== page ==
Cavs’ record season ends in semifinal loss

Carman-Ainsworth’s Demarion Allen tries to hang on to the football as he’s tackled in the first half of Saturday’s game against Clarkston at Lake Orion.

Carman-Ainsworth’s Demarion Allen tries to hang on to the football as he’s tackled in the first half of Saturday’s game against Clarkston at Lake Orion.

LAKE ORION — Carman- Ainsworth had little trouble moving the football last Saturday in its Div. 1 semifinal game against Clarkston. The problem was hanging on to it.

The Cavaliers lost two fumbles and an interception, and Clarkston capitalized on each one to post a 61-26 victory and earn a spot in the state championship game this weekend at Ford Field. The fourth-ranked Wolves (12-1) will play No. 6 Detroit Catholic Central (11-2) at 1 p.m. Saturday.

Carman-Ainsworth ended the greatest season in the school’s 28- year history with an 11-2 record. The unranked Cavs set records for victories and longest run in the postseason, capturing district and regional trophies.

“We just tried to make history, and when we did that, it wasn’t about football,” said Carman- Ainsworth coach Nate Williams. “It was about proving to these young men they can accomplish anything they put their mind to as long as they’re willing to put in the work.”

The Cavs matched the Wolves almost yard for yard on a bitterly cold, windy day, with snow blowing sideways through much of the first quarter. The weather forced both teams to keep the ball on the ground, and Carman-Ainsworth rolled up 384 rushing yards to Clarkston’s 420. But the three turnovers were costly, and the Cavs also turned the ball over twice on downs, once on the Wolves’ 3-yard line.

“We prided ourselves on creating turnovers this season,” said Williams. “I think we might have set the state record with 40-some turnovers. But, we turned the ball over this week and they hurt.”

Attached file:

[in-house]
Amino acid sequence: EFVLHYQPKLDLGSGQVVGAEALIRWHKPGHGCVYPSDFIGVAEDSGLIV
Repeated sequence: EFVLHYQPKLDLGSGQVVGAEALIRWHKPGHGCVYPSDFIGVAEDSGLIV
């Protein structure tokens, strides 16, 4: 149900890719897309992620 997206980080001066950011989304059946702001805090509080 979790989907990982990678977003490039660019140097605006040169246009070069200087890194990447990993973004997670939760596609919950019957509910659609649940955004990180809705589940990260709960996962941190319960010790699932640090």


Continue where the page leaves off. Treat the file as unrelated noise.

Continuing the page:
The Cavs also couldn’t stop Clarkston’s Ian Eriksen, who rushed for 355 yards and six touchdowns on 44 carries. The senior running back added five two-point conversions to account for 46 of the Wolves’ 61 points.

Clarkston never punted and took a 7- 0 lead on Eriksen’s 6-yard touchdown run just 1:35 into the game, a score set up by a Carman-Ainsworth fumble at its own 27.

The Cavs answered with an 80-yard drive capped by Malik Seales’ 26-yard run with 7:26 left in the first quarter. A high snap on the extra point forced Jevonte Alexander to run, and the attempt failed, leaving Carman- Ainsworth down, 7-6.

Clarkston made it 15-6 on a 1-yard run by quarterback D.J. Zezula with 2:04 left in the period.

Again, the Cavs answered with a lengthy drive, but this time they failed to convert a fourth-and-one at the Clarkston 3-yard line. The Wolves used that spark to score the next three touchdowns, on runs of 8, 5 and 8 yards by Eriksen. Carman-Ainsworth contributed another fumble and a turnover on downs at midfield to the rally, as Clarkston took a 39-6 lead with 2:19 left in the half.

The Cavs cut it to 39-14 on Alexander’s 27-yard run and Seales’ two-point conversion with 42 seconds left in the half. But, Clarkston sealed the deal in the third quarter with touchdown runs of 12 and 22 yards by Eriksen. Carman-Ainsworth again helped the Wolves, throwing an interception on a halfback option pass off a reverse.

The Wolves’ 54-14 lead triggered a running clock, but Carman-Ainsworth stopped it on Alexander’s 49-yard run with 11:06 left in the fourth quarter. Clarkston restarted the running clock with its eighth touchdown at 8:39. Tyler Minor scored on a 12-yard run for Carman-Ainsworth at 3:01 to make it 61-26, but the try for a two-point conversion was stopped, and the clock ran out.

Alexander rushed for 200 yards on 18 carries, and Seales had 143 yards on 15 runs. Each team threw the ball just once.

“That’s playoff football in Michigan,” said Williams. “You’ve got to run the football, and you’ve got to stop the run. I thought we ran the ball pretty well, and they ran it excellent. We made some mistakes early that kind of got us behind a little bit. But our kids fought to the end, so I’m proud of them.”

Leave a Reply

Your email address will not be published. Required fields are marked *